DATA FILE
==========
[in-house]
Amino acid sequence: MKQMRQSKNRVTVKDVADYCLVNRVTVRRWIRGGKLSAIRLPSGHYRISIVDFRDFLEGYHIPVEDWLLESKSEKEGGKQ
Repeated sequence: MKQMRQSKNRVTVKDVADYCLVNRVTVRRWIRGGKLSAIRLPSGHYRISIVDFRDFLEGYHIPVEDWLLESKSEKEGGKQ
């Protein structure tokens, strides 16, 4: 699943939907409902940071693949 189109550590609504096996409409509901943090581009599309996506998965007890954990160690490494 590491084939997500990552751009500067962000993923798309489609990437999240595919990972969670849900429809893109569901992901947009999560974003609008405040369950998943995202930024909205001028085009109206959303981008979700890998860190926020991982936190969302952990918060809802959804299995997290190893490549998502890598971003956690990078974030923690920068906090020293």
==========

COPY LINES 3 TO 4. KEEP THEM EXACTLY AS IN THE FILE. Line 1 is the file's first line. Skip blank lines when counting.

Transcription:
Repeated sequence: MKQMRQSKNRVTVKDVADYCLVNRVTVRRWIRGGKLSAIRLPSGHYRISIVDFRDFLEGYHIPVEDWLLESKSEKEGGKQ
């Protein structure tokens, strides 16, 4: 699943939907409902940071693949 189109550590609504096996409409509901943090581009599309996506998965007890954990160690490494 590491084939997500990552751009500067962000993923798309489609990437999240595919990972969670849900429809893109569901992901947009999560974003609008405040369950998943995202930024909205001028085009109206959303981008979700890998860190926020991982936190969302952990918060809802959804299995997290190893490549998502890598971003956690990078974030923690920068906090020293």